"German troops have thrown large
Germans Display a
Disdain for Death
PARIS, April 12. There has been given
but In Paris a description by an eye wit
ness of the attempt made by the Germans
on April 8 and to retake a small fort
at Beausejour held by the French. -
Two companies of volunteers led In this
attack. They showed an absolute con
tempt for death, but nevertheless they
were stopped by the fire of the French
artillery and infantry. . Only a few of
them escaped. '
Child Takes Poison;
Grief Over Spanking
SALT LAKE CITY. April 11-Nellls
Sprattling, years old, daughter of a
farmer In Salt Lake City, killed herself
with carbolic acid last night as a re
suit of grief over punishment administered
by her mother. The child quarreled with
an older sister and was spanked for It
ROUNDHOUSE FOREMAN
RECEIVES FATAL INJURIES
While crossing a railroad track near
the west end of the Burlington yards at
Ashland yesterday. Nona a. nargaaine
round-house foreman, was struck by a
r,.un switch enaine and received in
Juries which resulted in his death In an
Omaha nosoital late in the afternoon.
Bnth leas were severed.
tj.raniin wn 50 years old and had
been In railroad service the greater part
of his life. He had lived In Ashland since
mi mnA lonvea a widow and two dauKh-
ters there. One daughter lives In Bast-
wood, N. T.
WAR OFFICE REPORTS
Kreack.
PARIS. April ll-(Vla London)-The
French war department official state
ment given out this afternoon says:
"Between the sea and the Alsne there
Is nothing to leport except a few artil
lery duels.
"To the east of Berry Au Bsc we gained
the possession of a German trench.
"In the Argonne there were mining
operations and engagements of bomb and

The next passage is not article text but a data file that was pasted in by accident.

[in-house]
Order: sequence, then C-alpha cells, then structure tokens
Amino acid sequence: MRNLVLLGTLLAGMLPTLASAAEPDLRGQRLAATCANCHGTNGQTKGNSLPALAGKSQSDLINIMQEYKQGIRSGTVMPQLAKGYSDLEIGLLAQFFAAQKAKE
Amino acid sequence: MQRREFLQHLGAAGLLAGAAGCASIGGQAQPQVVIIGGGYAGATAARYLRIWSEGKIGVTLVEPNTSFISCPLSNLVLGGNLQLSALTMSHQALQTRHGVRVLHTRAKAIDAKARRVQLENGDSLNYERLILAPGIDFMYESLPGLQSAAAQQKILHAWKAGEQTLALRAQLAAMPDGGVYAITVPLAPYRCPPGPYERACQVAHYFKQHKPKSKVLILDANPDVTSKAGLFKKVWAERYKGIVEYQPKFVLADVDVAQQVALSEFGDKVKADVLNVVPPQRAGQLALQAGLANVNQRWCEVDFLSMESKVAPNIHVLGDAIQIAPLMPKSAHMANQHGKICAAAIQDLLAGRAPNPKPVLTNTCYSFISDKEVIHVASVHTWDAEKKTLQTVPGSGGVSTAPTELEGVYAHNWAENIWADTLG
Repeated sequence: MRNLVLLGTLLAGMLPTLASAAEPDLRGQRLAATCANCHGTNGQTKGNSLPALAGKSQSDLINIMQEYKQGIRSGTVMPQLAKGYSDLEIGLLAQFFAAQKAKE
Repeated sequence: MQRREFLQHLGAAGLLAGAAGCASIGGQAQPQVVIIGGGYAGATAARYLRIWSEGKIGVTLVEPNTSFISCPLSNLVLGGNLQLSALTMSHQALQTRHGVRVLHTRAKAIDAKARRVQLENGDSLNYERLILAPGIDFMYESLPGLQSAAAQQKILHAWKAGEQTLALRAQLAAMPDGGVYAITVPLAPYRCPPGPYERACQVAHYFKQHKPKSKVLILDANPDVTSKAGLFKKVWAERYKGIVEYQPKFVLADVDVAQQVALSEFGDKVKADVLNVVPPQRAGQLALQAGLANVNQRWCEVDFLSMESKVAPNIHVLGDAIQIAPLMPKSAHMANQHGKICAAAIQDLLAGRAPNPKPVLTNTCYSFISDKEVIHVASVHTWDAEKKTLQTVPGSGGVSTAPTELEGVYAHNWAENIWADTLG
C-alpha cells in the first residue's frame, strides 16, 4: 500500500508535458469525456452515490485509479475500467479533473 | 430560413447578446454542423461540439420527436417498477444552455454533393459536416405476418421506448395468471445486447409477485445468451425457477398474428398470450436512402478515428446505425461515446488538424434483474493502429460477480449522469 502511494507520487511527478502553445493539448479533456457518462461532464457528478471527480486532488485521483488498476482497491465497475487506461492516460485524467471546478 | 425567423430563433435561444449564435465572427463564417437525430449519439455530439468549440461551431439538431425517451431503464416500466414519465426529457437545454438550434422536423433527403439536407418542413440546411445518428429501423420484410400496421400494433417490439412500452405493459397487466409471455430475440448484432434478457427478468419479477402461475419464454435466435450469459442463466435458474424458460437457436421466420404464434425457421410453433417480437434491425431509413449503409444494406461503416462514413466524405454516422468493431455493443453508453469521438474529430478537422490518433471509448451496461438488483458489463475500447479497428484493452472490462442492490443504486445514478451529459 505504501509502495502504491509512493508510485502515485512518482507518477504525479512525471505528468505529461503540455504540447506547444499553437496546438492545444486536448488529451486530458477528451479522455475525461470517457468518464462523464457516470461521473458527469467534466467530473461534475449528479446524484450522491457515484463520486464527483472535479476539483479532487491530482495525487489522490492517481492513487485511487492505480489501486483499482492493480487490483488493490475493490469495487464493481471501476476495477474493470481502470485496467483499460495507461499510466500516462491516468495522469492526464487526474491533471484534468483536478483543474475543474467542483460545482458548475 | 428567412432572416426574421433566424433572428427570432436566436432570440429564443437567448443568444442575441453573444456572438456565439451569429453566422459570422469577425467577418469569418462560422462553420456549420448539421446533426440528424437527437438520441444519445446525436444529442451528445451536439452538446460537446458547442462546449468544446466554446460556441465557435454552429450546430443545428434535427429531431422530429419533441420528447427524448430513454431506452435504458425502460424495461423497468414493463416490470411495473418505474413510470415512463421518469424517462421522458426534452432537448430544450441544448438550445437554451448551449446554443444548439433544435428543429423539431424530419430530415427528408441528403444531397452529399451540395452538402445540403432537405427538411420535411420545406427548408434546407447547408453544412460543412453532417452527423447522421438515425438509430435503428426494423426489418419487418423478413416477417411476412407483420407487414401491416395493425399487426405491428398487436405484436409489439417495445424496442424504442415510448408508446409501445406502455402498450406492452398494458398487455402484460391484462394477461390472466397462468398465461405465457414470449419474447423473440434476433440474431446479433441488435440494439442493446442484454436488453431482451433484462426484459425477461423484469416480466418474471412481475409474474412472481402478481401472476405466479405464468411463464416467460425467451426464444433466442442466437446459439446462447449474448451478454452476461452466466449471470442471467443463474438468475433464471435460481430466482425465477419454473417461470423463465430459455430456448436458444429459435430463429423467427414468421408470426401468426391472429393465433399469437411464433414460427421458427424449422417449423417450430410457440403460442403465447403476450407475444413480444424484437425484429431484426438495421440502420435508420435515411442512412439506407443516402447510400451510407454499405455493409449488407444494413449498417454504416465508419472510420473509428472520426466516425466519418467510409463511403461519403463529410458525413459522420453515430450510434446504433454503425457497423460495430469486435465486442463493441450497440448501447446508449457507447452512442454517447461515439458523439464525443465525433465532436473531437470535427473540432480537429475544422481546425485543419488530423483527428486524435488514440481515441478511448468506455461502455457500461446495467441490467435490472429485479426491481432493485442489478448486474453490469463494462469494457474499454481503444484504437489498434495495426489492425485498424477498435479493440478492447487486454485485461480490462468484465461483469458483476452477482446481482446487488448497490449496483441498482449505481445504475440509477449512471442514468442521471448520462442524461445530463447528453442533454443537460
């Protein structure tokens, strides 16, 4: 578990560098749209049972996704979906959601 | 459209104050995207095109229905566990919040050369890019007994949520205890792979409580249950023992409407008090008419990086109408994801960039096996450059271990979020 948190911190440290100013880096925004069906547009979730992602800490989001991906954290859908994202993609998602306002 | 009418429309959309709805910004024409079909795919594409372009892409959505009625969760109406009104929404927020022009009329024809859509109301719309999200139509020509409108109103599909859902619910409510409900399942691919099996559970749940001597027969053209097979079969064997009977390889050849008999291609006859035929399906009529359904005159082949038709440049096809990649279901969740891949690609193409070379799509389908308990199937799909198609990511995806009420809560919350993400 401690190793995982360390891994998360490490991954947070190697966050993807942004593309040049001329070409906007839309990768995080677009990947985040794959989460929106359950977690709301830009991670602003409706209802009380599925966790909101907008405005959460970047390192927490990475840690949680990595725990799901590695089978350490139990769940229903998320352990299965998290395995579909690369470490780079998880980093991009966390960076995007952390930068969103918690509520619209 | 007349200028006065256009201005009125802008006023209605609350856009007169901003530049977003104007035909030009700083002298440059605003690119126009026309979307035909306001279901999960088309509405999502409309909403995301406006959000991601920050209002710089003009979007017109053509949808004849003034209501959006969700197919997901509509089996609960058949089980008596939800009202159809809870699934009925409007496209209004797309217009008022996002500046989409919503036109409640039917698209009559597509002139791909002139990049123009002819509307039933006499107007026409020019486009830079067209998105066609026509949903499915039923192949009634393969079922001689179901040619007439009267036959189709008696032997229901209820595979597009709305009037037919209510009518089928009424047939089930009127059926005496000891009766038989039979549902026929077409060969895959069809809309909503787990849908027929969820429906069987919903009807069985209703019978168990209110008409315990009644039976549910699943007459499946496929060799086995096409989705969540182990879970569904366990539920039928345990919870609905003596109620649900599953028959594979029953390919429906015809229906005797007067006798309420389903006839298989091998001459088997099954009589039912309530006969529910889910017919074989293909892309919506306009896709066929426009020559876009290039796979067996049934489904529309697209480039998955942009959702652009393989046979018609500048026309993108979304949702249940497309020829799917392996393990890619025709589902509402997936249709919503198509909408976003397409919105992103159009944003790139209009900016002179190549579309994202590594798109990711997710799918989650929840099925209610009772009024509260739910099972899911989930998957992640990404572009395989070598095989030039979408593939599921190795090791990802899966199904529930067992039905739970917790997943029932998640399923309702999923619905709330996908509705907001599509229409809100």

grenade throwing between our own and
the enemy's trenches.
"Between the Meuse and the Moselle
eur forces succeeded at several points in
coming In contact with the wire entangle
ments of the enemy's defenses."
tirraaaa.
BERI1N, April la. (By Wlrcl.-i to
Payvllle.) The German Var office has
given out a report on the progress of hos
tilities dated April 13, which reads:
"The French yesterday attacked near
terry-Au-Bac and between the Meuse
Si.d the Moselle; near Maicery. which Is
ast of Verdun; near Marcheville. hkh
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k- 1 i f" j. tf"jN'
1 iHSBr &
A. A
nil s". Sitfcj!Sts
mTIIM iSHO esses?
quantities of bombs Into Toperlnghe,
razebrouke and Kossel, towns occupied
by British troops.
"At a point northeast of Sultpes the
enemy again has made use of projectiles
developing an asphyxiating gas.
"There has been fighting day and night
in the forest of Le Petre, In which the
Germans slowly gained ground.
"There has been no change on the east
ern front."
RIFLE BATTLE IN THE WOODS
BROWNftVILLH, Tex.. April U -The
long expected bombardment of Mala
moroa. Mex.. by Villa artillery began to
day and the direction of fire and com
parative accuracy of the marksmanship j
trought distinct relief from fears for the
tafety of Brownsville.
One three-Inch field piece opened the
bombardment and later a second gun
Joined In. About two doaen shells were
fired up to noon. The cannon were hid
den In the bushes about a mile and A
half from the trenches west of Mata-
moros. The first few shells were not t.io
high, some of them passing completely
over Matemoros before exploding. One
shell exploded near the American consulate.
VMS net Ranae.
The direction of the fire was such that.
no matter how far the cannon overshot,
the shells would not carry Into Browns
ville. After a few nflnutes the Villa artil
lerymen got the range, dropping several
shells near the trenches.
The cause of the cannonading was a
sortie of about 1,WM Carrania cavalry
men and Infantrymen who poured over
the twelve foot embankment of the west
ern entrenchments arid started toward
Las Ruclas, the headquarters of General
Jose Hodrlgues, commander of tho Villa
forces, four miles distant.
The Mexican end of the International